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Prostate Cancer: Diagnosis

Most men will not experience any symptoms of prostate cancer if it is caught early. However, some men do, and these symptoms may include the following.

  • A need to urinate frequently, especially at night
  • Difficulty starting urination or holding back urine
  • Weak or interrupted flow of urine
  • Painful or burning urination
  • Difficulty in having an erection
  • Painful ejaculation
  • Blood in urine or semen
  • Frequent pain or stiffness in the lower back, hips, or upper thighs

Men who experience any of these symptoms should speak to their doctor. Although most patients will have urinary symptoms related primarily to BPH, a workup for prostate cancer may be indicated by a DRE or an abnormal Prostate Specific Antigen (PSA) blood test.

Diagnosis of Prostate Cancer

Prostate Specific Antigen (PSA) Tests: prostate specific antigen is a glycoprotein produced by prostate cells and is a normal component of semen. When abnormal events occur in the prostate, such as prostate cancer, the overabundance of prostate cells, the overproduction of PSA, or the leaking of PSA into the bloodstream may result in a measurable increase in the level of PSA in the blood. Blood tests are used to assess the level of PSA in the blood. A higher-than-normal level of PSA might indicate a problem with the prostate, including cancer.

Digital Rectal Exam (DRE): a physician inserts a lubricated, gloved finger into the rectum to feel for abnormalities of the prostate.

An abnormal age-adjusted prostate specific antigen (PSA) test or abnormal digital rectal (DRE) exam is an indication of prostate cancer, but does not mean cancer is present. Abnormal findings should be followed by a biopsy of the prostate cells to determine whether they are in fact cancerous.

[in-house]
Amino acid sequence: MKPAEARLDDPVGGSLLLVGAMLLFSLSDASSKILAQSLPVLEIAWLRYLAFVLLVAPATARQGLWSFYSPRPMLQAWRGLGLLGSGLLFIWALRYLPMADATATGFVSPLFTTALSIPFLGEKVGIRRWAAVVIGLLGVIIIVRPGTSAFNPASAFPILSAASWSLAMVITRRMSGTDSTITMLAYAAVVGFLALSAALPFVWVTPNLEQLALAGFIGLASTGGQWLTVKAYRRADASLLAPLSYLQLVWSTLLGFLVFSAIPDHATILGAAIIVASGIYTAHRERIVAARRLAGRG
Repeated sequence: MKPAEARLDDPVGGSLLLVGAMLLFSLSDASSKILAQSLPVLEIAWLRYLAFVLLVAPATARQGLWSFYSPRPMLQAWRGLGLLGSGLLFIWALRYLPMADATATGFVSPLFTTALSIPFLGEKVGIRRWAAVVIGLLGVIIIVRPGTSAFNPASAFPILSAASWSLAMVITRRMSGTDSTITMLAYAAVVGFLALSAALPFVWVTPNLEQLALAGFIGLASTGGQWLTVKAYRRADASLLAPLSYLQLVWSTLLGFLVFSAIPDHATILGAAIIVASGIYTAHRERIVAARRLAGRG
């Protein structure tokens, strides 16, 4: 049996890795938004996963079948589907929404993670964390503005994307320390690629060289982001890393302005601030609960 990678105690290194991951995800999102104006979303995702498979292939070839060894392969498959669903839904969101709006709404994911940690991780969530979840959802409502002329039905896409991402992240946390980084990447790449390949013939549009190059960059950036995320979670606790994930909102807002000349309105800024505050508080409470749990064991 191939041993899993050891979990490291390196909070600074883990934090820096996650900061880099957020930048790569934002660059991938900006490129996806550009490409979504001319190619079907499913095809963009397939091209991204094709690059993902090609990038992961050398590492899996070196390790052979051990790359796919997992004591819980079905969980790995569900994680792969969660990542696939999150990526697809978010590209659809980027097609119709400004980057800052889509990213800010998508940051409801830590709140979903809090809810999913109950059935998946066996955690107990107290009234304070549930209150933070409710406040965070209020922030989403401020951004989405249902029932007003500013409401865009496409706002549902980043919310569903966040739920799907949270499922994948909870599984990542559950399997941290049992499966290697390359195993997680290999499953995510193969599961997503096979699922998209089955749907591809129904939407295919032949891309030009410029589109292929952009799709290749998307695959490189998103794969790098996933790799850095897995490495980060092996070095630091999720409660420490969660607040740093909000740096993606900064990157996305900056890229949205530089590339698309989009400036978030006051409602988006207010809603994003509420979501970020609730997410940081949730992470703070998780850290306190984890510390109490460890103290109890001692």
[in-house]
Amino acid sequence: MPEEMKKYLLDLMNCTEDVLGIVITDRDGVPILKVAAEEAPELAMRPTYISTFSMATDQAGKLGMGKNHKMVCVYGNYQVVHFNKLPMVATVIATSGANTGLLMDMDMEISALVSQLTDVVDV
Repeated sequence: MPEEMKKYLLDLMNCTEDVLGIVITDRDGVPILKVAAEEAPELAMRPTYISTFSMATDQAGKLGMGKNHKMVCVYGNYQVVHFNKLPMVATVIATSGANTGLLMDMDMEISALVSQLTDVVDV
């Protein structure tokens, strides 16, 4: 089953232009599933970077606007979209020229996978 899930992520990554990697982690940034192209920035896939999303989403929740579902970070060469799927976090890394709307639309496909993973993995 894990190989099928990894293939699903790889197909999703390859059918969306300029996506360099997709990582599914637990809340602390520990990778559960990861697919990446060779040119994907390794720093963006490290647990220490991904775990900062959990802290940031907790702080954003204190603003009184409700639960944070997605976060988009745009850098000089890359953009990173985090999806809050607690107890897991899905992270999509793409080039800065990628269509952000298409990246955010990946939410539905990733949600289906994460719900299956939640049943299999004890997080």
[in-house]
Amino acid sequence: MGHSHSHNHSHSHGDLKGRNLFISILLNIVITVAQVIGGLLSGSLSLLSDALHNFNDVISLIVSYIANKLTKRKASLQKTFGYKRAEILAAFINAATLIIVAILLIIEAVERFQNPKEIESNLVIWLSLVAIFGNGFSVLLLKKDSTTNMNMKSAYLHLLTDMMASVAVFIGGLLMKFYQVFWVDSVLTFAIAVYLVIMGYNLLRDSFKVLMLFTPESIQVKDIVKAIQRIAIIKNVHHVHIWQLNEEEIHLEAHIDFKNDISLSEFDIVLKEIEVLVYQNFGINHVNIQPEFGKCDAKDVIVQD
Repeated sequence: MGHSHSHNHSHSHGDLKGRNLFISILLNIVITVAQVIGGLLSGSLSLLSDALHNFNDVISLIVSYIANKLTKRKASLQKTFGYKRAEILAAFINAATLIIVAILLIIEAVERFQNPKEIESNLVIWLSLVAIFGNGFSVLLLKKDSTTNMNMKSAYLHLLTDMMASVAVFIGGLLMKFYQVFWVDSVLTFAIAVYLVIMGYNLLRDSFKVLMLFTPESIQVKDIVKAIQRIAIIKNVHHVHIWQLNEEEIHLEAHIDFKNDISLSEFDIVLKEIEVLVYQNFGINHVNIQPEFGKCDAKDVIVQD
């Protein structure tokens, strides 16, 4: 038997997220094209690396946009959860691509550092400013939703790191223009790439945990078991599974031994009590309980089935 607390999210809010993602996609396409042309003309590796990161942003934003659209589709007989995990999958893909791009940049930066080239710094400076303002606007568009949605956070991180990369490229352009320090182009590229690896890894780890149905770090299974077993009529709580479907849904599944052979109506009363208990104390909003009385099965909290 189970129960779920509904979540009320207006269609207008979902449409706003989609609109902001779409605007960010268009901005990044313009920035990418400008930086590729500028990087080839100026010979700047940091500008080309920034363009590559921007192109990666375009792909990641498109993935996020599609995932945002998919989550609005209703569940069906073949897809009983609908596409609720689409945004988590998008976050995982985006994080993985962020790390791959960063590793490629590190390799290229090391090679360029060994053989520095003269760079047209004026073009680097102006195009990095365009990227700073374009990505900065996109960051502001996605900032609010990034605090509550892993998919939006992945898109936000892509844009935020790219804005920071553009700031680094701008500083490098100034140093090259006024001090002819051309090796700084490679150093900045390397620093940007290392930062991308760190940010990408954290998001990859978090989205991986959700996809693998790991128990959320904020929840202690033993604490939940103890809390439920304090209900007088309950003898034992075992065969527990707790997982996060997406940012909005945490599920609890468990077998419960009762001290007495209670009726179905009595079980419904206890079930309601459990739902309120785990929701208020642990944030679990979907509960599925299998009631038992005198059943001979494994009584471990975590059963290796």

Biopsy: a biopsy is a procedure in which a sample of tissue is taken from the prostate and then viewed under a microscope to check for abnormalities. In some patients a high normal or borderline PSA may also warrant a biopsy, especially if it is accompanied by changes in urinary or sexual function. Occasionally, patients with extremely elevated PSA also report bone pain and have abnormal bone X-rays indicating extra bone growth, or osteoblastic metastases. This situation also requires a biopsy of the prostate.

Staging and Grading of Prostate Cancer

After examination and biopsy, doctors will "stage" and "grade" prostate cancer with a system of letters and numbers.

Grade: Grade refers to the expected aggressiveness of the tumor based on the biopsy. The most common grading system is the Gleason system. Grades 1 and 2 are closer in appearance to normal glands, and are the slowest growing, better behaving tumors. Grades 4 and 5 have more variations in size of tumor cells and loss of glandular appearance, and are the more aggressive tumors.

Stage: The clinical stage of a cancer is the extent of disease, whether it is localized, spread regionally, or spread more widely to lymph nodes or bones.

A system of staging used by the National Cancer Institute and most doctors is called TNM Staging. This stands for:

  • Tumor size - how big the tumor is and has it spread in the area
  • Lymph Nodes - are any lymph nodes positive for cancer and how many
  • Metastasis - has the cancer spread to any other parts of the body